09/24/2013 11:42 am ET | Updated Nov 24, 2013

You're Not Steve Jobs, This Isn't Apple


A marketing manager is reviewing social media drafts and ad copy with her boss, a company executive. The executive turns to the marketing manager, places his hands together as if in prayer, makes direct eye contact with her, and stoically says, "No. Make it like Apple." The manager is confused as the executive lightly taps the table with his knuckles on his way out the door, as if to say that his point has been made and nothing more needs to be said; the corporate equivalent of dropping the mic.

As an employee, I've had this idiom tossed at me as well. Apple as a brand means different things to different people; cult-like, expensive, design-lead, slick, innovative, derivative, or simple. Executives often miss the mark of perspective when communicating with their subordinates, and this recent worship of the Apple business model that seems to sweep business meetings tends to be either completely delusional or short-sighted.

I've heard this comparison in the construction industry, food services, and of course tech. Most executives seem to only have a fuzzy grasp of the concept of Apple. They're usually fans of Apple products, but are fairly unfamiliar with the workings of the business, only ever exposed to the final result of years of research, experimentation, and anguish. People often forget that the two Steves bootstrapped the Apple empire from a garage, and didn't exactly dominate the marketplace from the beginning, enduring decades of failure, criticism, and ultimately success.

I hear the use of Apple as a target to hit in terms of messaging and design specifically; when others are trying to emulate the Apple aesthetic. What exactly is the Apple aesthetic, and how does one develop it? Again, it depends on your perspective. Is the Apple aesthetic the ads they run on television, print ads with minimalistic copy, the interactive design of the iTunes music store, or the product design of their hardware? Apple's visual aesthetics actually vary across different channels and mediums, and while it may seem consistent, they are usually tailored through vast amounts of research and validation for the channels these aesthetics will address. The Apple aesthetic is a living, dynamic process; it's user-oriented and develops with its customers.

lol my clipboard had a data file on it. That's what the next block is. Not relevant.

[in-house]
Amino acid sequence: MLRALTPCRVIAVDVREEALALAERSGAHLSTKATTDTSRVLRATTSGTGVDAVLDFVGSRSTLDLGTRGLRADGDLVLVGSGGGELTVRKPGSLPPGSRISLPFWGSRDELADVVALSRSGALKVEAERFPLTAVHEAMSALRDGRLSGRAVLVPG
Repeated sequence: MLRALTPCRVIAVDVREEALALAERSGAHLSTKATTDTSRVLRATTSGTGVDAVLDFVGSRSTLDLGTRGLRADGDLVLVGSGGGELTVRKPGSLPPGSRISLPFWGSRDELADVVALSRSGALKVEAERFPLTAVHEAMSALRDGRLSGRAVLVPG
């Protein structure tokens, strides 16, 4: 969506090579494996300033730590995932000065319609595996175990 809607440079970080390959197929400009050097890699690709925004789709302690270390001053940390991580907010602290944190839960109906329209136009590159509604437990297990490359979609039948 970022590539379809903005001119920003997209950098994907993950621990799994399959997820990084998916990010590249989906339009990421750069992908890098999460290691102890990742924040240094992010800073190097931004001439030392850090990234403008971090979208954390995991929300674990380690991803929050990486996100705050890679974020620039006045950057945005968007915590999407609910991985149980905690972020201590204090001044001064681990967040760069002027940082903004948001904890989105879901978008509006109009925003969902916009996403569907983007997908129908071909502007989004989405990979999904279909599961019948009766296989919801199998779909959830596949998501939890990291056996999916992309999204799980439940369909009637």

Product design is what Apple is most known for, and what set them apart for years; making products that are easy and intuitive to use. People tend to think of design as Steve Jobs' obsession with things like rounded corners and typographic idiosyncrasies found in the early Macintosh OS, but those are almost always secondary to functional design, which is something that Apple has excelled at over the last few decades. Functional design is the placement of the power button to make it intuitive to find, nubs placed on the "f" and "j" of keyboards to make finger placement intuitive (not an Apple innovation), or the early Macintosh File System. Apple's innovations developed through practical usage, and items such as rounded corners and white-everything are more a matter of decoration than design. Their products were designed towards their users, sometimes stealing from standards set by Braun (because Apple wanted their computers to be thought of as home appliances), but developed its own voice and identity over time. Again, a living and dynamic process.

Apple's success is really the product of a number of many, many factors. Simplifying the most visible aspects of the business to a single point such as product design, interface design, product engineering, marketing, or vertical market places is shortsighted and possibly dangerous for a business. Emulating one or two aspects of a comprehensive business model is downright ridiculous. It's akin to thinking that your '76 VW bug will perform like a Porsche if it has the same paint.

A good business is one that has it's own core identity and unique value proposition. The value of observing a business like Apple is not to awe in the shine of their end product, but to observe their process and story; make mistakes, perform research, pay attention and design towards your customers. Not Apple's. *drops mic*